Attila Egri-Nagy

Software engineer disguised as a maths professor with a denied background in philosophy.

Former software developer who turned into a maths professor. Doing research in biological applications of computational abstract algebra and in the foundations of computation. Trying to make both mathematics and programming more accessible for everyone. Thinking a lot about Go, AI and consciousness.

Declarative programming is about describing what we want instead of specifying how to obtain the desired result. This informal definition serves us well, we can confidently recall obvious examples of the declarative style from functional and logic programming. The historical development of programming languages itself can be characterised as moving closer to the declarative ideal. Mathematics is also an example of declarative knowledge... Err, wait a minute! Does this mean that programming is going to maths?!?  

Research in computer science education shows that it is beneficial to have a closer look at `obvious' concepts. Declarativeness is indeed a treasure trove of useful ideas. In this talk we will analyse everyday examples of declarative programming (functional collection processing, types, specs, point-free style and threading macros, destructuring, pattern matching) and more exotic ones (logic and relational programming, SAT-solvers). This will lead to another definition: declarativeness as the work done by something else, a blend of abstraction and automation. Philosophical abstraction romping, we will discuss heavy question like maths vs. programming; symbolic notation doing computation; and what is programming anyway? Back to everyday life at the keyboard, we will distill some advice on making conscious choices about declarativeness; asking the right questions when learning new languages/technologies, e.g., What does this automate for me?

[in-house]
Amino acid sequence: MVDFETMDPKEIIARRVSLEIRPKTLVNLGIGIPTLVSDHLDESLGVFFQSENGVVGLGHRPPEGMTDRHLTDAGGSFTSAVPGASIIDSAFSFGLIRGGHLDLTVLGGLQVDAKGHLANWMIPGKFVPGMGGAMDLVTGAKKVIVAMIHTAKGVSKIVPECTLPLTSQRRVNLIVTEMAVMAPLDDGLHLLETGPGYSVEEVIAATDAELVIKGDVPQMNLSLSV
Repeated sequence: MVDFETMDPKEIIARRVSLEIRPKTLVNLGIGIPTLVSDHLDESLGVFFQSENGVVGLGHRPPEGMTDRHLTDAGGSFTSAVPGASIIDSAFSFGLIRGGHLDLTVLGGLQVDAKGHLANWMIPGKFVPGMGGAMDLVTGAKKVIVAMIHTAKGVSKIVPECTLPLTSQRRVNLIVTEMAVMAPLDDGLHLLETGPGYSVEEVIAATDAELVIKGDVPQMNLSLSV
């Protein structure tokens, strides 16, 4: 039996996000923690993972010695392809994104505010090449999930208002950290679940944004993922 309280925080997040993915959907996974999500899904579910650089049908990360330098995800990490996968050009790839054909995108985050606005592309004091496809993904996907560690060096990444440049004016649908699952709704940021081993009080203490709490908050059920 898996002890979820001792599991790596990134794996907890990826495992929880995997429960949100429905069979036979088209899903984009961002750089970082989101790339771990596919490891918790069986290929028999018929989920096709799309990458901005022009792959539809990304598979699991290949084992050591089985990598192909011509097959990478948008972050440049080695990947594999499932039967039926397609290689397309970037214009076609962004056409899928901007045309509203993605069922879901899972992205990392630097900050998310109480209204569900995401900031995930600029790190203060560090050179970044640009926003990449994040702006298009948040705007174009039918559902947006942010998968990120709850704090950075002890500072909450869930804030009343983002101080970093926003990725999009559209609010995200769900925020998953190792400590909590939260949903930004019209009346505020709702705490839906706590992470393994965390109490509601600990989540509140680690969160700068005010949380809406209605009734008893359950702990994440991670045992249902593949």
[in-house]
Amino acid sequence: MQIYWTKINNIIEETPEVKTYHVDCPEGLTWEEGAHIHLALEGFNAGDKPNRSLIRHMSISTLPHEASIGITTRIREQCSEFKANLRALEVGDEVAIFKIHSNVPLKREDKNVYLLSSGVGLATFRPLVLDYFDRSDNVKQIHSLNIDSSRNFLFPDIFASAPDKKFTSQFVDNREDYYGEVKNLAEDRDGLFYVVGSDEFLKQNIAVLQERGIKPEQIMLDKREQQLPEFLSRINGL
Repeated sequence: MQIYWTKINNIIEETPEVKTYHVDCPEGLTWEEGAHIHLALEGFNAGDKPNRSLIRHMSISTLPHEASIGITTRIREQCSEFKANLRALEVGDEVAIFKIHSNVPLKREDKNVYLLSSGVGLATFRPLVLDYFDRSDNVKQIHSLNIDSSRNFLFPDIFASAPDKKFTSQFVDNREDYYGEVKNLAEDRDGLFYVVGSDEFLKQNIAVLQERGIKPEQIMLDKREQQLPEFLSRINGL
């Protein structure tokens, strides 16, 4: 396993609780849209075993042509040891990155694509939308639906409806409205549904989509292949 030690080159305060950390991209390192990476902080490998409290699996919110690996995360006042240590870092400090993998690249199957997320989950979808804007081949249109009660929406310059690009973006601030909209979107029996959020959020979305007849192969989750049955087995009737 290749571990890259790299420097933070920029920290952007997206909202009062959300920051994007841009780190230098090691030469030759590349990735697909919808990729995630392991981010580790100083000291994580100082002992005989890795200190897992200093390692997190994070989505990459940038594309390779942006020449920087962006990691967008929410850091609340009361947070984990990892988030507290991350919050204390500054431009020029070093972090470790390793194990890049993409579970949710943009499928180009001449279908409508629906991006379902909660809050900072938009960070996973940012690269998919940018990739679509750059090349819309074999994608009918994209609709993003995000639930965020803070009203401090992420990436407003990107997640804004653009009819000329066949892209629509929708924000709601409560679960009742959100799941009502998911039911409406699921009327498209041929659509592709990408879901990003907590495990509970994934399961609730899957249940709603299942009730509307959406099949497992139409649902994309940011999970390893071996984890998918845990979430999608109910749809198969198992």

In short, the talk is a deep dive into the depth of the philosophy of programming with the purpose of acquiring knowledge of practical relevance.